A modernist abroad: Harry Seidler – The Exhibition

Click to enlarge
Penelope Seidler at the Killara House, 
1967.

Penelope Seidler at the Killara House, 1967. Image: photograph by Harry Seidler, © Penelope Seidler

1 of 5
Berman House, Joadja, Southern Highlands, October 2000. Courtesy and © Eric Sierins.

Berman House, Joadja, Southern Highlands, October 2000. Courtesy and © Eric Sierins. Image: Max Dupain and Associates Archive: 14948–1c

2 of 5
<i>Harry Seidler – The Exhibition</i> by Vladimir Belogolovsky.

Harry Seidler – The Exhibition by Vladimir Belogolovsky. Image: Oscar Riera Ojeda Publishers

3 of 5
The exhibition in São Paolo.

The exhibition in São Paolo. Image: Oscar Riera Ojeda Publishers

4 of 5
A collection of letters to Belogolovksy variously rejecting or accepting his exhibition.

A collection of letters to Belogolovksy variously rejecting or accepting his exhibition. Image: Vladimir Belogolovsky

5 of 5

Harry Seidler – The Exhibition is only notionally a book about the venerable Australian architect Harry Seidler and much more a book about an exhibition. A record of the globetrotting, monographic exhibition of Seidler’s work, Harry Seidler: Painting Towards Architecture, which began in 2012 and ended in 2017 (a documentary of a documentary, if you like), author and curator Vladimir Belogolovsky has documented the curation, production and design of an exhibition that travelled to 16 countries.

Harry Seidler – The Exhibition by Vladimir Belogolovsky. Image:  Oscar Riera Ojeda Publishers

In his foreword, Belogolovsky justifies the content and structure of his “very unusual book” by asking why exhibitions are treated as impermanent and disposable – the subject matter lives on, but the often highly creative work that goes in to putting on a show like Harry Seidler: Painting Towards Architecture is largely forgotten, other than, perhaps, a tattered program found months later at the bottom of a handbag or stuffed into the pocket of a coat. Why, Belogolovsky asks, are some exhibition catalogues produced “without even disclosing that the very reason they were produced in the first place is was to commemorate the organizing of a particular show?” 

His response has been to capture the process of making and touring the exhibition by cataloguing many of the pieces of ephemera generated by that process. There are pamphlets, installation floor plans, book layouts, lecture slides, posters, letters, architectural models, table displays, specifications for the size of tables, display cases and canvases, and an exhaustive collection of press clippings of every review, interview and news piece written about the exhibition (including a review for ArchitectureAU by Lucy Moloney, which can be found here).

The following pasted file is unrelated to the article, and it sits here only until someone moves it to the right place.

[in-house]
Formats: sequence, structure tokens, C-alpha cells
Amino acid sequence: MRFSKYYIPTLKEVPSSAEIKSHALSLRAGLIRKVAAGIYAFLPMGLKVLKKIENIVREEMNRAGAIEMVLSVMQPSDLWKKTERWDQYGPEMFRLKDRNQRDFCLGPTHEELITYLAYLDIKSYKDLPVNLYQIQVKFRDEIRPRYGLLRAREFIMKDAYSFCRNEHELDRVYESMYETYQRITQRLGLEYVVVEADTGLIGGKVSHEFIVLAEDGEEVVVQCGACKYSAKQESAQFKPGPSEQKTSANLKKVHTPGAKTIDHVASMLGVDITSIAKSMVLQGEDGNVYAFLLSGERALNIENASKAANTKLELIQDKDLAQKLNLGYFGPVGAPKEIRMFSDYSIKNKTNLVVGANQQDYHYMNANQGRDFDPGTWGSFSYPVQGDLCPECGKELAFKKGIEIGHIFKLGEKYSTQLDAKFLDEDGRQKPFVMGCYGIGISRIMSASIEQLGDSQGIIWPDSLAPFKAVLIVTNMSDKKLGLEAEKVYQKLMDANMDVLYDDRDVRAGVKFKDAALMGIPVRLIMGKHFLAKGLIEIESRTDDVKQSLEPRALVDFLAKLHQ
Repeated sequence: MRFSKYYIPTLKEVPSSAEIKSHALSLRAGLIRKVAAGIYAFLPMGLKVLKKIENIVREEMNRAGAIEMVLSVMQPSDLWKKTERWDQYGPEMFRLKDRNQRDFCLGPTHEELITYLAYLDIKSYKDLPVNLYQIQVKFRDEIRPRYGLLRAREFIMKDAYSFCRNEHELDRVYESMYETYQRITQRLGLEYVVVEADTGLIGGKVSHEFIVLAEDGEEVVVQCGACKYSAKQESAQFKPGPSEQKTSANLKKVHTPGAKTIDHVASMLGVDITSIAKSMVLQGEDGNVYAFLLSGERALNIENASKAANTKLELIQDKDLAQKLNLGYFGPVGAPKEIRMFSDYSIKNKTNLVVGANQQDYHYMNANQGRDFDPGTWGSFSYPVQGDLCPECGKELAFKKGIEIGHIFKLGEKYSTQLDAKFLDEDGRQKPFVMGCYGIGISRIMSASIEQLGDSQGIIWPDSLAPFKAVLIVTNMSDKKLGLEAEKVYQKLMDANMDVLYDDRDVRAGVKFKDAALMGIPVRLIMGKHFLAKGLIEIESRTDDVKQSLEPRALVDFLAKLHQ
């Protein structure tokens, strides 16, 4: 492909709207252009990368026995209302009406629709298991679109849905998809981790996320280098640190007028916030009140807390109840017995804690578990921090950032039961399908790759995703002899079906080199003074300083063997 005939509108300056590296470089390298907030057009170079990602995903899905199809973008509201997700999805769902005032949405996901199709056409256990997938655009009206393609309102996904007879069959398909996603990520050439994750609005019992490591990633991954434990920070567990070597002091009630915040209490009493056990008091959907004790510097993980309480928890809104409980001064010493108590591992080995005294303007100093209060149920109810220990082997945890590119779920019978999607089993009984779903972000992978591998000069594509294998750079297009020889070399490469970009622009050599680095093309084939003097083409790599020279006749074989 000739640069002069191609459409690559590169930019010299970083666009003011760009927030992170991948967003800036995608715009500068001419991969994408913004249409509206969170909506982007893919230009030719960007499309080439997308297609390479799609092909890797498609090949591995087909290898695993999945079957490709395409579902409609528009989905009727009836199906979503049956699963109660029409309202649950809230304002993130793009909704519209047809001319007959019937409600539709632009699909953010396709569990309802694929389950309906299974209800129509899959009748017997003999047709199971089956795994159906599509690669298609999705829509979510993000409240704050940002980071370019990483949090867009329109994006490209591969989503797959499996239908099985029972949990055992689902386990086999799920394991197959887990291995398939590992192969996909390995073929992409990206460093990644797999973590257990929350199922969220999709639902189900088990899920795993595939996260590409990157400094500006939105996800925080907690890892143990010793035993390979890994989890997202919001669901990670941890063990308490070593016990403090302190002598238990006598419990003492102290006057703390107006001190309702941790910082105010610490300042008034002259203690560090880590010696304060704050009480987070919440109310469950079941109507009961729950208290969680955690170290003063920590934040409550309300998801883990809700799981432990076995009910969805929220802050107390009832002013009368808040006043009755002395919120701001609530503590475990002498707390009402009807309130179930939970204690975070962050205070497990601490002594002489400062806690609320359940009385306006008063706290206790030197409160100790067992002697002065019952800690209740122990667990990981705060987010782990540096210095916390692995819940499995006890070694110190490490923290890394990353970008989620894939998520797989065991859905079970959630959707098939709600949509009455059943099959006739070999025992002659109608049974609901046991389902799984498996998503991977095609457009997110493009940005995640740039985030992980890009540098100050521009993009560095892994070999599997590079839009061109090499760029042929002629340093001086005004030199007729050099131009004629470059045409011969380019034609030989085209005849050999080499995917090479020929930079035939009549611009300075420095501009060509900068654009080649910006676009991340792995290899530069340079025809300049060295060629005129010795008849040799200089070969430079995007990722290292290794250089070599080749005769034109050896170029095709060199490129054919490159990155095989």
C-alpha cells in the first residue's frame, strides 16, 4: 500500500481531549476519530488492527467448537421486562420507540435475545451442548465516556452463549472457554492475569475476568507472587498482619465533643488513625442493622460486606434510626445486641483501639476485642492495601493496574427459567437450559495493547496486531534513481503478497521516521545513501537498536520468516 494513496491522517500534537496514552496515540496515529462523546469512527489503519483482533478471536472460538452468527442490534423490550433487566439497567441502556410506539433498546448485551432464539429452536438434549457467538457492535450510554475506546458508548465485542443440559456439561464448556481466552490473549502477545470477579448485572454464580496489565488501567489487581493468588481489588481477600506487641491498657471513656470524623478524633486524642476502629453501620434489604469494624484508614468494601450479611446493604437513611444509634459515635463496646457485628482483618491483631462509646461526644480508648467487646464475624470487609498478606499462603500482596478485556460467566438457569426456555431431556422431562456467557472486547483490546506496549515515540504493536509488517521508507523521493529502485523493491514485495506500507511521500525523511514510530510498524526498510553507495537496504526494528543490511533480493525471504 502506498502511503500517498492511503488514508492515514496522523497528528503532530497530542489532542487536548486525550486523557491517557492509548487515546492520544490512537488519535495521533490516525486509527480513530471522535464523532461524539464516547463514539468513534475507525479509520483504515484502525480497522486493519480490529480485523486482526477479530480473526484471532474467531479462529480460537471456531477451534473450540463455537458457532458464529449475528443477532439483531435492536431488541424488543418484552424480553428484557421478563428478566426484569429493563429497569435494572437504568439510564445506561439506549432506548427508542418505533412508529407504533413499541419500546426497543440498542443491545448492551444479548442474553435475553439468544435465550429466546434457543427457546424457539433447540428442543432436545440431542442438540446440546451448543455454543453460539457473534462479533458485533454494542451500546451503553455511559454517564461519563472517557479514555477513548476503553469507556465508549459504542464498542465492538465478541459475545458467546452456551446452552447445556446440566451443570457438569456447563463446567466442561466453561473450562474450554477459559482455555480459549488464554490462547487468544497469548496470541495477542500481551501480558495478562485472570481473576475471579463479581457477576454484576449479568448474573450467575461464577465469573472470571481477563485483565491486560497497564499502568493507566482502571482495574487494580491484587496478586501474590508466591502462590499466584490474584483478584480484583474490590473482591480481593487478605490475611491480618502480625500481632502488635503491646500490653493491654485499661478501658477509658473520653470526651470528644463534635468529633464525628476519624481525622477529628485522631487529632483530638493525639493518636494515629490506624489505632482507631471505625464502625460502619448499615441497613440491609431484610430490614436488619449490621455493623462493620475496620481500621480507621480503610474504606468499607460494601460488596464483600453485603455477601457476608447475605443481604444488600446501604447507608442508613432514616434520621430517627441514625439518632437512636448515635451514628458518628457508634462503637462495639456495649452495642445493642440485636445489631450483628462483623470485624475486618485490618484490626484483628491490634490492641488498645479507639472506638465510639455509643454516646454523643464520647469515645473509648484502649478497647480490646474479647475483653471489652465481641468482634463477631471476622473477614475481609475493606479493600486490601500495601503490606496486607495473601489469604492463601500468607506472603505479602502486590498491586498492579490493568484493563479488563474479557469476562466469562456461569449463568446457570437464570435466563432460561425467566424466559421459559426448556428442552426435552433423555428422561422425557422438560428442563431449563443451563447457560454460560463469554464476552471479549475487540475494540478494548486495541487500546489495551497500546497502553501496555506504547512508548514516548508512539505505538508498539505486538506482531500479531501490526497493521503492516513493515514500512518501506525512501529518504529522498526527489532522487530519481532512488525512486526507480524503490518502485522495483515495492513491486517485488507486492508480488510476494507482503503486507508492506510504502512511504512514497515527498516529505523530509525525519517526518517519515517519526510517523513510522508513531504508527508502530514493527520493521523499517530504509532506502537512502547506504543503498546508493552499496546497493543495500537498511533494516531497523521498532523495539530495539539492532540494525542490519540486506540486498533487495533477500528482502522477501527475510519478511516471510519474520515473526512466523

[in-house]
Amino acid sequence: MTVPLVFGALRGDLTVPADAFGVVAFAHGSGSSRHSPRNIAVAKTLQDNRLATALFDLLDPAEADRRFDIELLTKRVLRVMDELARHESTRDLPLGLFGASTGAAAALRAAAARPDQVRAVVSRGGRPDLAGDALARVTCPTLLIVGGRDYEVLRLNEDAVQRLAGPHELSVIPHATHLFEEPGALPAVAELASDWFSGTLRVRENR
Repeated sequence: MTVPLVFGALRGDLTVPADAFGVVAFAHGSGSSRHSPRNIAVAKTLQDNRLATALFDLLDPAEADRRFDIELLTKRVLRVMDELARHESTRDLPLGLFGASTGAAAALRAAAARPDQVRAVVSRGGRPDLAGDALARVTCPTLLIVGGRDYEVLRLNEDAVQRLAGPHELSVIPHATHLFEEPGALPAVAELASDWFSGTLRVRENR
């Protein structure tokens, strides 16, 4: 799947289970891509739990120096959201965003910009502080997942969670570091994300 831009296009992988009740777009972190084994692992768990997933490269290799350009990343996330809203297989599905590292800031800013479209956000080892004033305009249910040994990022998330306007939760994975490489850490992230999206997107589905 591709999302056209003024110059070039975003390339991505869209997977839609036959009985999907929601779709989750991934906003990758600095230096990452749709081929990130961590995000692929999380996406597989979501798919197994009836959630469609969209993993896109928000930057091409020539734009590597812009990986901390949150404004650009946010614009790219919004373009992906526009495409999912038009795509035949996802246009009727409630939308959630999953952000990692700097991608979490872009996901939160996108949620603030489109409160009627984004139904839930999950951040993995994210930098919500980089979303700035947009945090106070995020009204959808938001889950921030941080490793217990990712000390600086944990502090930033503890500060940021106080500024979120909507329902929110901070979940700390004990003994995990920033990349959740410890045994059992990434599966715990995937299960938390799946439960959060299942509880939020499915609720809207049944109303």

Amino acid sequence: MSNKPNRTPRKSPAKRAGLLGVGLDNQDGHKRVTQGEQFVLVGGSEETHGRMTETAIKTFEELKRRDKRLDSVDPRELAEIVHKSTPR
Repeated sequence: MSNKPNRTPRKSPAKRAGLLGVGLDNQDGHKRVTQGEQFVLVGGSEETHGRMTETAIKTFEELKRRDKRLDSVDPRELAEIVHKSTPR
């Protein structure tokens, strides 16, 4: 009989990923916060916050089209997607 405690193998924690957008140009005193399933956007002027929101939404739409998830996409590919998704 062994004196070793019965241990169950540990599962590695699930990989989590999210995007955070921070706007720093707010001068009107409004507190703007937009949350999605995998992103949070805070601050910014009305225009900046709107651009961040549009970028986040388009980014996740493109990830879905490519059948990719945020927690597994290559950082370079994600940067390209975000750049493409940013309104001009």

The almost aggressive level detail is impressive: from the CMYK values for the colours used on the exhibition space (the same red, yellow and blue used in Space-time construction #3 (1923) by Theo van Doesburg ­– Seidler’s favourite painting), to the coat Belogolovsky wore every time he gave a lecture (Seidler’s own, a gift from wife and fellow architect Penelope Seidler).

A collection of letters to Belogolovksy variously rejecting or accepting his exhibition. Image:  Vladimir Belogolovsky

Among the most fascinating of these curios are letters to Belogolovsky from a variety of museums, galleries and embassies, variously accepting and rejecting the exhibition (the Monash Gallery of Art, designed by Seidler, said no), which are sure to engender a kind of anxious empathy in any reader who has, or is involved in, any enterprise that tries to attract the attentions of any gatekeeping cultural institution.

As a record of an exhibition the book has value both for those interested in the curatorial process and for those interested in how to go about effectively communicating architecture in a gallery context, although in places the exhibition-in-miniature is grating to the lay reader (but not, perhaps, the curatorial one), with some handwritten material and detailed architectural drawings republished in tiny, illegible rows, so that we might better appreciate the ways in which they have been neatly laid out in Belogolovsky’s elegant table displays.

Devoted as it is to another goal entirely, the book is a tougher sell for someone interested purely as an admirer of Seidler. Those people would be better advised to look into Belogolovsky’s earlier book, Harry Seidler: Lifework, published in 2014.

The exhibition in São Paolo. Image:  Oscar Riera Ojeda Publishers

That said, a good chunk of the book comprises photographs and notes documenting the exhibition in its various international instances, beginning in Tallinn, Estonia, in 2012 and ending in Beijing, China, in 2017. There is something moving about the photographs of people in galleries and museums in Sofia, Houston and São Paulo gazing at Max Dupain photographs of Seidler’s work. Seidler may be remembered mostly for his work in Australia, but Belogolovsky has played a large part in establishing him as one of the world’s most significant modernist architects.

Harry Seidler – The Exhibition is published by Oscar Riera Ojeda Publishers. For more information, go here.


More review

Most read